This article originally appeared in BostInno.
Boston's startup community has gained 40 new members.
The Startup Institute held its seventh TalentExpo at the Harvard Innovation Lab on Wednesday, introducing Boston's Summer 2014 Class to companies currently looking to hire. Each student delivered his or her 60-second pitch, as the crowd jotted down notes next to individual headshots. Amidst the swapping of business cards after, however, vice president and director Allan Telio admitted he was surprised to be celebrating the Startup Institute's two-year anniversary.
"When we started this two years ago," Telio said, "we didn't know if this was going to work."
Project 11 Founder Katie Rae, the former managing director of Techstars Boston, would agree. She announced the program, formerly called "Boston Startup School," on stage at RubyRiot, the tech community's pay-it-forward-themed networking event, in February 2012, and had no idea whether or not the program would work.
Since, the Startup Institute has graduated nearly 630 people between four cities: Boston, New York, Chicago and Berlin, with a fifth location in London slated to launch next.
"This place is so special and so important to me personally," Rae said at Wednesday's TalentExpo, noting how incredible it's been to watch "people transform their lives."
In Boston's Summer 2014 Class alone, there was: a patented inventor; an underground rapper and hip-hop producer; a historian; an aspiring sales and account manager who spent eight years in the Air Force; and another who quit his comfortable corporate job, packed up a U-Haul and moved from Cleveland to Boston all to enroll in the Startup Institute.
"When I met these kids, I knew they were different," said Richard Banfield, co-founder and CEO of software design firm Fresh Tilled Soil, a Startup Institute hiring partner. Banfield commented on the "youthful enthusiasm" of the students, who all want to be "something more than just [their] degree or diploma."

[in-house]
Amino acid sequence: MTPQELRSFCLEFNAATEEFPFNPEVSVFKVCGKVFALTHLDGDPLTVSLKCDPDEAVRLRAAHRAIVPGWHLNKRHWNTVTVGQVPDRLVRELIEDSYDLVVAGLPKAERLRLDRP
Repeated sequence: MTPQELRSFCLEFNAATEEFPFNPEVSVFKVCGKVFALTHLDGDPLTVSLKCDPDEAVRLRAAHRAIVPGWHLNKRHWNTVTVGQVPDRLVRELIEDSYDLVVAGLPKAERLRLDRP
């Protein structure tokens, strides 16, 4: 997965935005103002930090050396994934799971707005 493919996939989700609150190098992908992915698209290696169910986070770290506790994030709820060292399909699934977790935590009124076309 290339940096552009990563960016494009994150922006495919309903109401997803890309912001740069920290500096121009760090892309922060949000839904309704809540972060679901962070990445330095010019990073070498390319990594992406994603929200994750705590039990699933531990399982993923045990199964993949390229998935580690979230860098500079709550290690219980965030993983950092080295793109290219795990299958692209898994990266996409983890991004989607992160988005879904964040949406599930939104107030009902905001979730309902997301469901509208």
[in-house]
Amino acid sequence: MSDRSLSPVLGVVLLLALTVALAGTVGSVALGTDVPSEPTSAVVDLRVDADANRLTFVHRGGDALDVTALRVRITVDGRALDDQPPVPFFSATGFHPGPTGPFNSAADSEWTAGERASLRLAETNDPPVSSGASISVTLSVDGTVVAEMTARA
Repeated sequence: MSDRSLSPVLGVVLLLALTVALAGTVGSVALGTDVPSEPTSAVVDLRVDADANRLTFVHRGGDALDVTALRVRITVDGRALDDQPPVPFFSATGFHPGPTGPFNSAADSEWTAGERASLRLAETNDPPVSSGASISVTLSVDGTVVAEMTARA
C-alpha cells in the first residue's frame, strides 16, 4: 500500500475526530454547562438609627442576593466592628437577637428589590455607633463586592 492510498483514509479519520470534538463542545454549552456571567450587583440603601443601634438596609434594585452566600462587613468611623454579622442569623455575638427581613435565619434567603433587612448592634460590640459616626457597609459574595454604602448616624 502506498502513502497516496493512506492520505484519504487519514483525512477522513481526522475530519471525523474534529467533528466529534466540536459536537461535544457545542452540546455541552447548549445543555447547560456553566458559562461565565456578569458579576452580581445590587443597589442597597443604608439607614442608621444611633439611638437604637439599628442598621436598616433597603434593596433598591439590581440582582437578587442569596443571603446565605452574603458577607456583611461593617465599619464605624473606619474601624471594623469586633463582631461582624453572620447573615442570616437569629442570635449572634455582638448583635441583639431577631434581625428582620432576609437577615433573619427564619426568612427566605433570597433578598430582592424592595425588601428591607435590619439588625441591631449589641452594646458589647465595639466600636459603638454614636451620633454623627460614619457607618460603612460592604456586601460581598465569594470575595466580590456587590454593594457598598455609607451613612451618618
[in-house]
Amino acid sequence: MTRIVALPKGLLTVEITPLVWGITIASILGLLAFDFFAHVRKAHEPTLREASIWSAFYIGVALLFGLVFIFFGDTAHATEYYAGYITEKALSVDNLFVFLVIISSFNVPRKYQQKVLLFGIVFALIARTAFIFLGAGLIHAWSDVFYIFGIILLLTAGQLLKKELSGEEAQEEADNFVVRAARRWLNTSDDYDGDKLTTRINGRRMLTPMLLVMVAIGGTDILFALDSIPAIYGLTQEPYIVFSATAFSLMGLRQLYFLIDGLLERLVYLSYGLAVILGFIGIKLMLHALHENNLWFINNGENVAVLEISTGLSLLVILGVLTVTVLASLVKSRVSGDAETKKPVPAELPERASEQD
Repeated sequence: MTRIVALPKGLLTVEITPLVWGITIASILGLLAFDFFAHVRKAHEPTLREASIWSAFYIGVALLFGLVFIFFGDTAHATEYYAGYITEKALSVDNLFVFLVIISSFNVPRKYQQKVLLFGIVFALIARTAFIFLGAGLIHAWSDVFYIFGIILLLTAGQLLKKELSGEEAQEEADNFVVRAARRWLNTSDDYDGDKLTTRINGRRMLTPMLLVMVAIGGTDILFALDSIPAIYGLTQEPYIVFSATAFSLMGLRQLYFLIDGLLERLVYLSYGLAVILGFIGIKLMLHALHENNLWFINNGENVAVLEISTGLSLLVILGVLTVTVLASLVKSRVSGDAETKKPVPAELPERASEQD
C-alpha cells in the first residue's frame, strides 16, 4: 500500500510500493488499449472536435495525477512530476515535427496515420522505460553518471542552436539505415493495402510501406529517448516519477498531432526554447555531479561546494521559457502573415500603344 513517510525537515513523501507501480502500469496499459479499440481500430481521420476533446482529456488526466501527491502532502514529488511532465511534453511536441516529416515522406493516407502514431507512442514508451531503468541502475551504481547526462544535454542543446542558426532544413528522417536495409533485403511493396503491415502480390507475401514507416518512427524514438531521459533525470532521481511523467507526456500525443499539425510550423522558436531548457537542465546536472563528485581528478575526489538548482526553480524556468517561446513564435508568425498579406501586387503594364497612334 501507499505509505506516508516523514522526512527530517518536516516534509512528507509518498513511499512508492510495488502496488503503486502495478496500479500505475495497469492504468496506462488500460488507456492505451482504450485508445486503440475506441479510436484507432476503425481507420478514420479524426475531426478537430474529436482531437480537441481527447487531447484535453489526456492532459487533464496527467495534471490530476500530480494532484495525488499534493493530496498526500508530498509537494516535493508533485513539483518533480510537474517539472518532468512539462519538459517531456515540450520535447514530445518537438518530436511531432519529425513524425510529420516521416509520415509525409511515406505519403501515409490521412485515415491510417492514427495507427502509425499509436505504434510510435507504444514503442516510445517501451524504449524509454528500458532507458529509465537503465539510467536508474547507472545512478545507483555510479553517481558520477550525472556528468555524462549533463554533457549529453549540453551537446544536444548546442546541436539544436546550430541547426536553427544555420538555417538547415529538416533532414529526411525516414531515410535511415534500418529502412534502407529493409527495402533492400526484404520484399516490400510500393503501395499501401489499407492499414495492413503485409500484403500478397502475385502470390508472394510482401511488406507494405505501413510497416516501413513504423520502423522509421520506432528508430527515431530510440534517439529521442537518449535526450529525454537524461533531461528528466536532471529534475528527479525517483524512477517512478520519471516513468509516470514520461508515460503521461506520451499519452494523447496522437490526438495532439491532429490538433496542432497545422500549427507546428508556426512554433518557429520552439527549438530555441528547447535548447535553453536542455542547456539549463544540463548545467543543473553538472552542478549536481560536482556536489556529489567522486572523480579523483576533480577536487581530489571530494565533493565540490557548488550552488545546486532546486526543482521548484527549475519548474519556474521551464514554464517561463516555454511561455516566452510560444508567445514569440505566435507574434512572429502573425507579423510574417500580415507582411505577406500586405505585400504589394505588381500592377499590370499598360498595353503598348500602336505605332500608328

The Startup Institute features four tracks: product and design, sales and account management, Web development and technical marketing. At the end of the eight-week program, students strive to land a job at an area startup. Yet, although the employment component is a critical part of the program, Banfield noted there's more to the Startup Institute than that.
"Nothing that you're learning from a technical point of view will be the same in five or 10 years' time," he said. What won't change, however, is one's network, and the Startup Institute's growing pool of alumni is one students shouldn't lose touch with.
"Alumni are coming back and teaching classes," Telio said, "and hiring our students."
When the Startup Institute launched two years ago to try and bridge the employment gap, none of the founders could have guessed the success the program would see, not just locally, but internationally, as well. The quality of students joining the program is as motivated as it is diverse. More importantly, participants have shown they're willing to take that leap and take control of their life.
Two years ago, the Startup Institute's founding team didn't know if the program would work. But, as Telio confidently said after welcoming 40 new people into Boston's startup community, "Now we know it's going to work."